Is this budget red dot worth your time and effort? Available at well below $100, this is a price which prompted the publication of this TRS-25 review so that you don’t fall into the trap of buying it just for experimentation purposes. If you do indeed go on to buy the TRS-25 just to experiment, your world might get opened up to a whole new side of red dot sights, with this particular sight’s tilted-lens design sending you on a wild goose hunt, looking for something better that turns out not to be available.
Design & Features
Let’s start with the implications of the tilted lens. Will the tilted lens deliver hindered sighting performance? Not necessarily, but this does raise questions about the implied long-term durability of the device. While red dot sights featuring a tilted front-lens are fundamentally designed that way for user safety (your eye would get directly exposed to the LED light source should the optic’s glass break), a tilted lens reflects the LED light source which simply means it can lose its calibration in one of two ways. It can get misaligned if the front lens comes loose or in fact if the laser light source housing itself comes loose. Zeroing and zero-maintenance can possibly be a nightmare as well in such an instance, but we’re pretty sure the manufacturers took that into account because the light source is indeed LED and not a laser, which comes together with the fact that the light source is held down with an adhesive. This does however eat into the field of view a bit.
So can I experiment with this Bushnell? You can if you’re dead set on doing so, but don’t let the budget price fool you. Once you start to get the hang of this Bushnell’s features in full use, you won’t be putting it through its paces with the view of testing its limits. You can get some very useful mileage out of the TRS-25, least of all which is some surprisingly great accuracy. It’ll also afford you a lot of shooting time; something indicative of its durability. In fact, it’s solidly-built enough to handle just about any firearm capable of producing the type of recoil synonymous with a 5.56mmx45mm ammo round. This also speaks volumes of its versatility.
You’ll have to make sure you get the brightness setting spot-on though because if you set higher than what the surrounding lighting conditions require, the dot will get distorted.
In a nutshell, it becomes increasingly apparent that this is quite a good sight, especially for its budget-price, so if you’re looking for a genuinely useful sight on a budget, you can play around with the setting a bit to mould it into something really useful.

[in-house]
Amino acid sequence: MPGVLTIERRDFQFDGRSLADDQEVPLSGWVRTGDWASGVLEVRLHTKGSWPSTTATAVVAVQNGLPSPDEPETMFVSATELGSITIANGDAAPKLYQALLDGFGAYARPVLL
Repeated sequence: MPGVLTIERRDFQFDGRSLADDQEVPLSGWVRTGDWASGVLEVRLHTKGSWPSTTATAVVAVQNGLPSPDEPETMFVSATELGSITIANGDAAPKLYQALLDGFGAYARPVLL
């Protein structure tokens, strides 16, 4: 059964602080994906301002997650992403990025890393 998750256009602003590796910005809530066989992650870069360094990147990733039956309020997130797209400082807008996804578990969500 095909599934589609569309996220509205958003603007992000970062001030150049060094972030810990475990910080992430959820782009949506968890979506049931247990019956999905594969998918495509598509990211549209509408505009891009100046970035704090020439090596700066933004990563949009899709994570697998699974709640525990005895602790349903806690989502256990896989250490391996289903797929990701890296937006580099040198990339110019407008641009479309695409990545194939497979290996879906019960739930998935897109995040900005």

The quality of the optics is good too and you’ll probably only have to re-zero after you remove the sight and mount it back again. Otherwise it holds zero well and doesn’t seem to suffer any impact-induced shifting.
The red dot is not the clearest you’ll find at some of the available intensity levels, but that’s probably the best feature of the sight to direct its “budget status” because you can still center your target with scientific-grade accuracy. The optic is also just the size to maintain a good balance between your peripheral view and field of view, leaving us wondering whether this was on purpose or an accidental discovery of some sighting performance gold.
It would have been nice for the sight to make better use of battery power though, not in the sense of wasting it, but rather in the sense of using it consistently. When the battery nears its life span, the sight’s illumination tends to dim a bit, whereas with a lot of other scopes it holds intensity levels well.
The brightness adjustment dial comes with some factory tightness, but gradually loosens up as you use it, so you might have to contend with temporarily surrendering your shooting position when adjusting the brightness settings. Compare this (budget) red-dot sight’s features to those in red-dots featured in our list of the best red dot sights for ar 15s.
- Very good price (maybe a little too good)
- Clear reticle at the right settings
- Good optics
- Dead accurate
- Handles recoil very well
- Zeroes (and holds) very well
This is a budget scope you could consider if you’re happy to sacrifice one or two features (which we’re yet to find in all honesty) otherwise offered by the Vortex SF-RG-501 Strikefire II red dot sight and even perhaps the Vortex Sparc 2 MOA Red Dot Sight.
- Ambient lighting conditions sort of limit the dot brightness levels
- Dot intensity setting sort of limited by how high you set it (distorts a bit and gets fuzzy)
- Budget price kind of suggests that you might discover some hidden flaw somewhere
While putting this TRS-25 review together we realized that some good sighting can be achieved on a budget, although we got the sense that the vendors of this Bushnell Trophy sight weren’t 100% sure how to price this sight. If you’re looking for good sighting on a budget, you’re very likely to count yourself lucky to come into some pre-purchase information regarding the TRS-25.